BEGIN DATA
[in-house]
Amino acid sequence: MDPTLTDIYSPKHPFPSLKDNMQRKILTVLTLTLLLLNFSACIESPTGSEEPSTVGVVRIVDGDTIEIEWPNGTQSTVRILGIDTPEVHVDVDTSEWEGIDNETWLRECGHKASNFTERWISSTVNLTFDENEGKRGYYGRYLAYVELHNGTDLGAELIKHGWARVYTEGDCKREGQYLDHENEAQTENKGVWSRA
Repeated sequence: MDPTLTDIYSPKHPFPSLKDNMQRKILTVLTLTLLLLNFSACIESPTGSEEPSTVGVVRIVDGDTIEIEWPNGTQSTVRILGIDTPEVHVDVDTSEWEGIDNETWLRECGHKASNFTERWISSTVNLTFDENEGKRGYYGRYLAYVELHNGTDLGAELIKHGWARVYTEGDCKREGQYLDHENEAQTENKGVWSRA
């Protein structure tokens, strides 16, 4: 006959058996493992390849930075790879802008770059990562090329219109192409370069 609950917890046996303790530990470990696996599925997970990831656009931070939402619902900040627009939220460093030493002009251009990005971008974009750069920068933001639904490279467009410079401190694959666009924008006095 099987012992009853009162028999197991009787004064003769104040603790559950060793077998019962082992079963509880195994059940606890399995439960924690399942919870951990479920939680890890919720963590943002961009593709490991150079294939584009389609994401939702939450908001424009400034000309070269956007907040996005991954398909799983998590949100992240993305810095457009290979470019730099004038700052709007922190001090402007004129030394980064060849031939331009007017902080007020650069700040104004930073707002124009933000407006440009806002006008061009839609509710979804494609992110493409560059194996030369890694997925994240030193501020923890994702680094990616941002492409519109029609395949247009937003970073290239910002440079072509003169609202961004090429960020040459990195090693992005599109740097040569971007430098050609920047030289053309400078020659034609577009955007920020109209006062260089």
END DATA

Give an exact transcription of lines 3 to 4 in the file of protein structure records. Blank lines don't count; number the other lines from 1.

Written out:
Repeated sequence: MDPTLTDIYSPKHPFPSLKDNMQRKILTVLTLTLLLLNFSACIESPTGSEEPSTVGVVRIVDGDTIEIEWPNGTQSTVRILGIDTPEVHVDVDTSEWEGIDNETWLRECGHKASNFTERWISSTVNLTFDENEGKRGYYGRYLAYVELHNGTDLGAELIKHGWARVYTEGDCKREGQYLDHENEAQTENKGVWSRA
């Protein structure tokens, strides 16, 4: 006959058996493992390849930075790879802008770059990562090329219109192409370069 609950917890046996303790530990470990696996599925997970990831656009931070939402619902900040627009939220460093030493002009251009990005971008974009750069920068933001639904490279467009410079401190694959666009924008006095 099987012992009853009162028999197991009787004064003769104040603790559950060793077998019962082992079963509880195994059940606890399995439960924690399942919870951990479920939680890890919720963590943002961009593709490991150079294939584009389609994401939702939450908001424009400034000309070269956007907040996005991954398909799983998590949100992240993305810095457009290979470019730099004038700052709007922190001090402007004129030394980064060849031939331009007017902080007020650069700040104004930073707002124009933000407006440009806002006008061009839609509710979804494609992110493409560059194996030369890694997925994240030193501020923890994702680094990616941002492409519109029609395949247009937003970073290239910002440079072509003169609202961004090429960020040459990195090693992005599109740097040569971007430098050609920047030289053309400078020659034609577009955007920020109209006062260089």